WASHINGTON -- Sue Williams has a thing about her french fries. She wants them. All of them.
She's not stingy -- she'll happily order you all the french fries you want. Those will be your fries. These are hers.
"She has an expression: 'Touch my plate and feel my fork,'" says John Williams, her husband of 43 years, as the couple face each other over separate-but-equal orders of cheese fries recently at a Shake Shack. "It's funny, because she is a sharing person. But not when it comes to food."
"And I used to do fencing," says Sue, 63.
"I'm lucky to be alive," says John, 64.
These are hard times for the plate protectors among us. Driven by a generation that shares everything, dining out is becoming ever more a "mi french fry es su french fry" experience. Between Instagramming pictures of the meal when it's served and Yelping a review once they've finished, millennials are sharing more and more of the actual food.
They are helping to fuel a small-plate model that has spread from a few fancy Spanish eateries in big cities to Olive Gardens and TGI Fridays everywhere. At better restaurants, servers report coordinated ordering is nearly universal at tables of foodies who want to sample as much of the menu as possible. The group margarita with four straws is becoming a thing.
"Sharing has been one of the biggest trends in restaurants in recent years, and as millennials get into their 40s, they're not going to give up on it," says Annika Stensson, director of research communications at the National Restaurant Association, which recently released a survey marking the continuing encroachment of "grazing and small-plate sharing" over the traditional "Who-had-the-crab-cake?" model.
More than 60 percent of chefs surveyed by the group said plate-sharing remains a hot trend in the industry. The concept has made that list seven of the last nine years.
"It's moved from being a hot trend to a perennial favorite," Stensson says. "Even where they don't serve small plates, people are making a meal of appetizers for the purpose of sharing."
All of this is a little hard on people who, darn it, just want a bit of alone time with the food they actually ordered. For years, reluctant sharers only had to fend off the occasional fry filcher, or the girlfriend who virtuously passes on dessert -- and then plants her spoon in her companion's creme brulee. Now, whole menus are devoted to socialist portions.
Discussion boards, blogs and a bunch of table-side interviews reveal an underground of those clinging to the one-person, one-plate definition of dining.
"We don't even go to family-style or tapas places," says Ryan Phipps, a minister from Manhattan as he finished lunch with his wife and two young children at Washington's Bistrot Du Coin. "If I order something, then I want to eat it."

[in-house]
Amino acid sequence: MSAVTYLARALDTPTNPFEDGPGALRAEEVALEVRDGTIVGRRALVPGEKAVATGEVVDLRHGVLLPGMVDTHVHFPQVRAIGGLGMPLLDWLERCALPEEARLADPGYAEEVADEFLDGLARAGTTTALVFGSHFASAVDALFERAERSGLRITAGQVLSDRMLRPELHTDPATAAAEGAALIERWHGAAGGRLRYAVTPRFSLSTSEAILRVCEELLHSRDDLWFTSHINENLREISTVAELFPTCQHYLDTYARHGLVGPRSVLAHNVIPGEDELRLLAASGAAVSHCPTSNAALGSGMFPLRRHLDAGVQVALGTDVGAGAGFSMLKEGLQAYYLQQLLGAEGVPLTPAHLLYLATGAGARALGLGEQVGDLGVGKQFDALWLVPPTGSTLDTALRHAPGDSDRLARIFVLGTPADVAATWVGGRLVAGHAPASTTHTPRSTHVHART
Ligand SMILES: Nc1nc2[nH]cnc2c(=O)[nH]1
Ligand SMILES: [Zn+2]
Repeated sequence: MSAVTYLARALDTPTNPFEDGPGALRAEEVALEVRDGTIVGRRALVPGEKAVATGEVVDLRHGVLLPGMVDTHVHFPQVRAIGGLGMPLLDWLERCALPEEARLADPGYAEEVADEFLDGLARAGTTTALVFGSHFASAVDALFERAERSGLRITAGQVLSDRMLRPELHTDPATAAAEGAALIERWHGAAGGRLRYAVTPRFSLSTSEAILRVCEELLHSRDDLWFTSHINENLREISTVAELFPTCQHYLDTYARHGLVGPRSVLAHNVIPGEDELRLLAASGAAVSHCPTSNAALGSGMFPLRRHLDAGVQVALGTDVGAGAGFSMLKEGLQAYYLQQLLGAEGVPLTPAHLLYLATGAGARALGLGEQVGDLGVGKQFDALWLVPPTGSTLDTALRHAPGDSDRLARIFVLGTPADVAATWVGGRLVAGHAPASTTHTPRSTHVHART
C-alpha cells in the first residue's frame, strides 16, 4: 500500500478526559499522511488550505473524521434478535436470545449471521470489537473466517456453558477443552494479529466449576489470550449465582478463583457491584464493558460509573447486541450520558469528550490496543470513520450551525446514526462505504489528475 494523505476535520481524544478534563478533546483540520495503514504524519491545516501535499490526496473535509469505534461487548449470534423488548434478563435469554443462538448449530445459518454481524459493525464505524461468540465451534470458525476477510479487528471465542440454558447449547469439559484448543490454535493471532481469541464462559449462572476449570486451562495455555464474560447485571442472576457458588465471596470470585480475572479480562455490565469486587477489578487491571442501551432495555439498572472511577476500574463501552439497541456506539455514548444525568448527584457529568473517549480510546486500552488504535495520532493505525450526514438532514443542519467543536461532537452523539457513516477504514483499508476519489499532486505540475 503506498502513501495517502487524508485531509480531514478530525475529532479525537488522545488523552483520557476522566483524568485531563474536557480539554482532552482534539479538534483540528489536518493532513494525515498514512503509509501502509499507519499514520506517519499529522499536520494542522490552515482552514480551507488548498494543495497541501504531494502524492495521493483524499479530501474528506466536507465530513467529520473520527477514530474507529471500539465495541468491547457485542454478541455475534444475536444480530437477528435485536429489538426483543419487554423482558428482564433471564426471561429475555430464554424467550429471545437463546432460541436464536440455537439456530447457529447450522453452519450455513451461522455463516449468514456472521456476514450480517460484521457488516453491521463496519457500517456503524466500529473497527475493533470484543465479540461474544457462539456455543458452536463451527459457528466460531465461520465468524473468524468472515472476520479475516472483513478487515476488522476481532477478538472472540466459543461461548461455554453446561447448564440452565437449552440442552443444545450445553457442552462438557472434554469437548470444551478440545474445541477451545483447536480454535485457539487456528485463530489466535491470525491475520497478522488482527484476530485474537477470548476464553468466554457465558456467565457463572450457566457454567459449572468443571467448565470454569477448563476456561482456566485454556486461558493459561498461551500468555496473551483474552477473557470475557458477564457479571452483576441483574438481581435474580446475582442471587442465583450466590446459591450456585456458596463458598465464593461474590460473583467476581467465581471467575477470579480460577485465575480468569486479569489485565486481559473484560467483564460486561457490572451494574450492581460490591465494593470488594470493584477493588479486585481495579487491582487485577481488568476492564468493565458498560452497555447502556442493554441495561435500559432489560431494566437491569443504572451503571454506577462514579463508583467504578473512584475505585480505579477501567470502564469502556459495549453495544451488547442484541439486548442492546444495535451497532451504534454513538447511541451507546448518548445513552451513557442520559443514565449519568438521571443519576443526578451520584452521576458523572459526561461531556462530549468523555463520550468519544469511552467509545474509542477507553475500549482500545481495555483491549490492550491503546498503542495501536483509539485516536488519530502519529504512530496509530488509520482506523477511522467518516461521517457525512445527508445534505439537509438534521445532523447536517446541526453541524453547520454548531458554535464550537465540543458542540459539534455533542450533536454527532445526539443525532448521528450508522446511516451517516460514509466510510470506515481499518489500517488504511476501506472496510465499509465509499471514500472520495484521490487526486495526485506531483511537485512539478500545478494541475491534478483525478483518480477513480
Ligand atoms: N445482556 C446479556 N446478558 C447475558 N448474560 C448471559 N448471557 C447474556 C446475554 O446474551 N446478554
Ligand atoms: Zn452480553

Every nonsharer's food thing is different. Williams, who was visiting from London, says she is a tad compulsive about eating her meal in a certain order, with the final bite of something always the most delicious.
"Please don't ask to eat the last bite of anything on my plate," she says. "That's the best one."
Phipps says he learned his defensive ways as an only child. "I always got the whole candy bar," he says. But others say it was growing up surrounded by predatory siblings that made them share-shy.
"I'm female and the youngest of a very large family (more than 5 sibs). I cannot stand sharing food off my plate," rants ColHeights, a chatter in a recent Carolyn Hax online discussion about food sharing for this story. "I really really despise the 'small plate' thing."
Renowned Washington chef Jose Andres says overcoming share-reluctance was one of the challenges of launching Jaleo, one of the restaurants that sparked the small-plate craze and his restaurant empire.
He told his servers to make a joke of it with the early skeptics. They encouraged diners who didn't want to join in the table-top bacchanal to clear a buffer zone around their plates and line it with a barricade of cutlery.
"It was the 20-inch rule," says Andres, who still cites his strategy in his talks about creative problem solving. "They could line up the forks and knives like weapons of mass destruction."
Restaurant workers say they see men and women alike wearing the icy glare of the nonsharer when invasive forks hover too close to their plates. But clear gender differences emerge when it comes to group behavior, they say.
Ashley Bethel, a manager at Busboys and Poets on 14th Street in Washington, described a common ritual at a table of female patrons. As they mull the entrees, a kind of communal order begins to emerge from the chaos. "'If you're getting the salmon, I'll get the pasta and we'll share,'" Bethel says.
But a table of men? "You'll have five guys eating five orders of salmon," she says.
Weekend on 08/06/2015
Print Headline: Forks double as weapons in this era of plate sharing